Gerry Rafferty, ‘Baker Street,’ and That Sax Solo!

by
Share This:

Countless hit vocal recordings include a memorable instrumental solo, but few are defined by them. Gerry Rafferty’s “Baker Street” is one that is. The ex-Stealers Wheel co-leader (“Stuck in the Middle With You,” #6, 1973) delivers a perfectly engaging vocal on his 1978 single—which peaked at #2 in Billboard in the U.S. and stayed there for six weeks—but it’s arguable that just as many fell for that record because of the irresistible saxophone solo that turns up at the intro and the first break.

That saxophone was played by Raphael Ravenscroft, a British musician who was hired to contribute to Rafferty’s first solo album, City to City, which included the soon-to-be-a-smash single. Ravenscroft, who died in 2014, was often asked about his role on the hit song—sometimes called the most famous saxophone solo of all-time, a dubious claim, beguiling though it is—and remembered, somewhat bitterly (and understandably) being paid a total of £27.50, the union session fee at the time, for his work on a recording that went on to sell millions of copies.

Ravenscroft’s famous sax line is bold but simple and repetitive, not particularly innovative (Coltrane he isn’t; he’s not King Curtis or Junior Walker either) but catchy enough to connect with millions. Whether it was the sole reason that “Baker Street” was such a huge late-’70s hit is debatable, however. In fact, the ripping guitar solo that surfaces toward the end of the track, performed by Hugh Burns, is probably even more technically adept and original than the sax solo.

Listen to Stealers Wheel’s “Stuck in the Middle With You”

But let’s give Mr. Rafferty some credit here too—it was, after all, his record! Rafferty’s composition—and its period-perfect arrangement, a straightforward tale set to a seductive melody and tied to an enticing chorus—was undeniably appealing on its own merits, and would likely have caught on even if Ravenscroft (and Burns) had never received the call.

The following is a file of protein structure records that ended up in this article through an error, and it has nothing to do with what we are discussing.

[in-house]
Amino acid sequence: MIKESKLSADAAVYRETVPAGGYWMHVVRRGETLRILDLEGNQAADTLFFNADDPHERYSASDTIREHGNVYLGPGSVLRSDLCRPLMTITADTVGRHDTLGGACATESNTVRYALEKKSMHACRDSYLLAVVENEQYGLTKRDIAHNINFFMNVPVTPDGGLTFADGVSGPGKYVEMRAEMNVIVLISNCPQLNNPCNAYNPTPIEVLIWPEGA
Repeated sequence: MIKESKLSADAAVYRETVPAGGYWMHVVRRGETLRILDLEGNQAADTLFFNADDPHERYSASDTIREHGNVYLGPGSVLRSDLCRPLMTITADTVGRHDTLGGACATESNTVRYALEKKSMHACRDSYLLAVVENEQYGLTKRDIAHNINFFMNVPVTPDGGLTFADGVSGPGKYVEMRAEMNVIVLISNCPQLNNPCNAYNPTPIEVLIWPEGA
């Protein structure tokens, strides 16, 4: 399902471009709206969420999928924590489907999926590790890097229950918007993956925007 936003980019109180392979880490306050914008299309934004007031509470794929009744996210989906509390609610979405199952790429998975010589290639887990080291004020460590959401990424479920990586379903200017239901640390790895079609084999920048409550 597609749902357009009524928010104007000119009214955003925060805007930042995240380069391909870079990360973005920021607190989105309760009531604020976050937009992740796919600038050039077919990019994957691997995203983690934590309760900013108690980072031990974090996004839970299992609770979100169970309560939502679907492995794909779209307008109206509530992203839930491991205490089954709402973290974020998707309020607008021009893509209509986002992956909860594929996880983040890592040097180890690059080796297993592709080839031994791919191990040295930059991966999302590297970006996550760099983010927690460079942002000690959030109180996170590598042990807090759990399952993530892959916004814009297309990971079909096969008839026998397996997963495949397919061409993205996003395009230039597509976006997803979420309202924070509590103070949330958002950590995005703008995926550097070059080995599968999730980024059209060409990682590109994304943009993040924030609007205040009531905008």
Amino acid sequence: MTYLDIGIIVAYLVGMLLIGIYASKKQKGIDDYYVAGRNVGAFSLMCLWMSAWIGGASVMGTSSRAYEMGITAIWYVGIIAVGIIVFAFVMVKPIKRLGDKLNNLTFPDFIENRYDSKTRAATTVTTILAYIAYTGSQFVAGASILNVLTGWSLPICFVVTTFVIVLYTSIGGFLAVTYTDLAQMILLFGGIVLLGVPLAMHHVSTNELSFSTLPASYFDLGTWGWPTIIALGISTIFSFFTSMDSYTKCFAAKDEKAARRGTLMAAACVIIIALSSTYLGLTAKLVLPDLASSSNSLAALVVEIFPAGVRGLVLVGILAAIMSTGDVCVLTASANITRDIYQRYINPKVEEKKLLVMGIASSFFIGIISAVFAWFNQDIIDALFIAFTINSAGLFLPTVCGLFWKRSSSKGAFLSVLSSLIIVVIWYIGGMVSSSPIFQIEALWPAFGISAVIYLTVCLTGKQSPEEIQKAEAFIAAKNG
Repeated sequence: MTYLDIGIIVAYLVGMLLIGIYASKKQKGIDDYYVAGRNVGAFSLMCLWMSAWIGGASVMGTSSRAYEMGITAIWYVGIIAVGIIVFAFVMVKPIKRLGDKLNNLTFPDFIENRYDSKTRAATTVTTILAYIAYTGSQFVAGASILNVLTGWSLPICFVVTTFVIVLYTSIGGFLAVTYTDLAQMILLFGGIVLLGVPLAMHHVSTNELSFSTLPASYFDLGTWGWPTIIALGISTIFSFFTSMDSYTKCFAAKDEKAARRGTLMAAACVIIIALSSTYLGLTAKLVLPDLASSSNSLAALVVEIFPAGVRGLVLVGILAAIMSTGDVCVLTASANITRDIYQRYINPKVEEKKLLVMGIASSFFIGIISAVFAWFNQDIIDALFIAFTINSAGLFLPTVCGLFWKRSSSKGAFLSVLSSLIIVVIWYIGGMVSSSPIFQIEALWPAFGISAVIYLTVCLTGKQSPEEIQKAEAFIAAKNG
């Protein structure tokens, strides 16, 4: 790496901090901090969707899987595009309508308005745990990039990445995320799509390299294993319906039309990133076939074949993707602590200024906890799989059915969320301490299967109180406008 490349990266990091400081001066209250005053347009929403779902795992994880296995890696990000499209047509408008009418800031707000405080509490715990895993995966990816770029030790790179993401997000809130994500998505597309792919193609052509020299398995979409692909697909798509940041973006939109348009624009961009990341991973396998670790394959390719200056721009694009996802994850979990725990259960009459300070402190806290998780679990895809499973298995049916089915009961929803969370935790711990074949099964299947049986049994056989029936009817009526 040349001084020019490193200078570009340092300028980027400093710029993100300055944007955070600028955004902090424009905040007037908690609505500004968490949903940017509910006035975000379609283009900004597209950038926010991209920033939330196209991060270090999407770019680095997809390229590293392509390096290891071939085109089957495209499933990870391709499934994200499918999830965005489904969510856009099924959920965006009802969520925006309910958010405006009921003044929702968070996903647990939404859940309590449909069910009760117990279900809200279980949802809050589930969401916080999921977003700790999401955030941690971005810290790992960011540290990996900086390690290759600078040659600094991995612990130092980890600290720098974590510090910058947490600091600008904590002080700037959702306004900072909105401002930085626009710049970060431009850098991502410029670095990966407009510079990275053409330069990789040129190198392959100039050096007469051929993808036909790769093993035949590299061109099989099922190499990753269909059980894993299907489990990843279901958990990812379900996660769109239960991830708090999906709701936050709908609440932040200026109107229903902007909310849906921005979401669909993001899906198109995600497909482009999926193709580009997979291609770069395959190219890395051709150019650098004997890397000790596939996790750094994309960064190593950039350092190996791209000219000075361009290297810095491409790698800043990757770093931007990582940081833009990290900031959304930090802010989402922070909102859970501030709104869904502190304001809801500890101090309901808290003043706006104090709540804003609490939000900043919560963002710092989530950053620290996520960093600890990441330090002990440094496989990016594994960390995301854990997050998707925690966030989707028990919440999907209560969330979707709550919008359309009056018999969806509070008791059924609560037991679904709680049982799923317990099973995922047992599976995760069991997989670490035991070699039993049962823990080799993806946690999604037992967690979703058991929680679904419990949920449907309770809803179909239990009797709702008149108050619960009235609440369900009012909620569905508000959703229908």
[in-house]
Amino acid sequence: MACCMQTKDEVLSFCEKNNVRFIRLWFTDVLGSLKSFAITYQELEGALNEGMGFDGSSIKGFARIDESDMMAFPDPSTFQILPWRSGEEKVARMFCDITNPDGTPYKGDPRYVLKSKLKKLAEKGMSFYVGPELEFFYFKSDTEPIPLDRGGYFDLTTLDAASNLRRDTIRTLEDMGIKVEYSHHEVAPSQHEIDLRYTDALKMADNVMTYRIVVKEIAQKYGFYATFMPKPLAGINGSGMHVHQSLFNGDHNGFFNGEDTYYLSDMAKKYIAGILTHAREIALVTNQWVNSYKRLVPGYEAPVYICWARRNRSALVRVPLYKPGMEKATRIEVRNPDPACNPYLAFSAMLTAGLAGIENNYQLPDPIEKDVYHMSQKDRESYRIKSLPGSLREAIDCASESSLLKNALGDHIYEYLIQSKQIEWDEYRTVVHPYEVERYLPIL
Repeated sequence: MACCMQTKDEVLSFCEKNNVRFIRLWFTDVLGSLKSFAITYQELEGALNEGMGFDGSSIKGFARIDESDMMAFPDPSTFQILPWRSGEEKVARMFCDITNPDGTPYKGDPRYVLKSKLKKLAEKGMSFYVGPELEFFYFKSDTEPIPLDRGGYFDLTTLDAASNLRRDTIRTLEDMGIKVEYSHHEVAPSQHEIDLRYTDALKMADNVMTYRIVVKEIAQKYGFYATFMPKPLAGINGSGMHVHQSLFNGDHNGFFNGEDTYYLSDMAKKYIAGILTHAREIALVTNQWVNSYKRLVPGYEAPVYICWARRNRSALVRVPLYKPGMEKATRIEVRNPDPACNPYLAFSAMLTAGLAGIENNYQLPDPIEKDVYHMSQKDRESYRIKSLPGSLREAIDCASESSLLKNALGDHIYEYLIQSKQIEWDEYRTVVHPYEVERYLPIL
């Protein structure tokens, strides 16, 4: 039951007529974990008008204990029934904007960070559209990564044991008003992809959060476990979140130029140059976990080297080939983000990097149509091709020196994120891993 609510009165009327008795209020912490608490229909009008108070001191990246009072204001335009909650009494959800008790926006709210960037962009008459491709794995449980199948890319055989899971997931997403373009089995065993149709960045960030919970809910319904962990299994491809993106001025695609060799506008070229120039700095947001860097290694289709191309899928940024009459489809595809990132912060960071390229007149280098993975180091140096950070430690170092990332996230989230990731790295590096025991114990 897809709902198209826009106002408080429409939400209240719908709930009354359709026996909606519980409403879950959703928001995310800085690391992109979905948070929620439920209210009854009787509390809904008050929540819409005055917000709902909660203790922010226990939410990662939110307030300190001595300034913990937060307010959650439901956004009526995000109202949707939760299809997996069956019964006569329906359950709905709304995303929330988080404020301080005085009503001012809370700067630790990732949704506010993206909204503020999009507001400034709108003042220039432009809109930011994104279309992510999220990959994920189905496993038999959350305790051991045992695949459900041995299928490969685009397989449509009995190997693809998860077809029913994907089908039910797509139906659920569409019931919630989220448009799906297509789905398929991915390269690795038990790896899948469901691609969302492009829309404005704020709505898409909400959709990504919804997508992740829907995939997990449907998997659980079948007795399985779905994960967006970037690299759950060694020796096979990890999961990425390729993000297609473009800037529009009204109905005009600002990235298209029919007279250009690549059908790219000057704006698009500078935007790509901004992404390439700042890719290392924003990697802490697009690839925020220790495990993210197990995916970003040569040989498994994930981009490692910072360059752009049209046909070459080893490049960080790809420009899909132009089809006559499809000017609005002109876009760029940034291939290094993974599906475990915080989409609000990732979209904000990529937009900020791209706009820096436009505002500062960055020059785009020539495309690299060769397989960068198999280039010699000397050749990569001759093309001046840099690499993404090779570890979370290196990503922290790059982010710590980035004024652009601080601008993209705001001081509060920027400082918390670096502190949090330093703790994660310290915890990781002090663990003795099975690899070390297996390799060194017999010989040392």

Gerry Rafferty (Photo from his Wikipedia page}

Co-produced by Rafferty and Hugh Murphy, “Baker Street” was written, noted Rafferty (who died in 2011), during a period when he was attending frustrating legal meetings to try to shake loose from his remaining financial ties to Stealers Wheel, the duo the Scottish artist had formed with Joe Egan earlier in the decade. Rafferty would often while away the after-hours with a friend at the latter’s flat on London’s Baker Street. Inspired at least in part by Colin Wilson’s 1956 book The Outsider, about the longing for human connection, “Baker Street” became the focal point of Rafferty’s debut solo album, recorded in 1977 and released on United Artists Records in January 1978.

“Baker Street” entered the American record chart that April, and although the newest rage was punk rock/new wave music, Rafferty’s hit had nothing in common with that genre—instead, the track hewed closely to the folk-influenced singer-songwriter sound that was already in full bloom by the middle of the ’70s. Like fellow Scotsman Al Stewart (“Year of the Cat,” “Time Passages”) and London’s Dire Straits, Gerry Rafferty relied on good old craftsmanship and solid traditional singing and playing to put his mainstream music together. It caught on immediately.